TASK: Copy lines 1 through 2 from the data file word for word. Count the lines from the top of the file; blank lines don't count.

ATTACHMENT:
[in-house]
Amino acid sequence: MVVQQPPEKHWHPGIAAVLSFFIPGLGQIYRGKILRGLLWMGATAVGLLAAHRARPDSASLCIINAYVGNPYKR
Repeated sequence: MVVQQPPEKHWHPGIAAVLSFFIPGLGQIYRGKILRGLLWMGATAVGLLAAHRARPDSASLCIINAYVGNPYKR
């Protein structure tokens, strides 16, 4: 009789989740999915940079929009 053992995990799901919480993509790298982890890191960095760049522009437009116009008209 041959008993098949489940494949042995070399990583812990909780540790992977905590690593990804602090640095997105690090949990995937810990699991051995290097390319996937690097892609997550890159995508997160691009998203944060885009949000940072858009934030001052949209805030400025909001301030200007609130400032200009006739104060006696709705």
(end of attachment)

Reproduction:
[in-house]
Amino acid sequence: MVVQQPPEKHWHPGIAAVLSFFIPGLGQIYRGKILRGLLWMGATAVGLLAAHRARPDSASLCIINAYVGNPYKR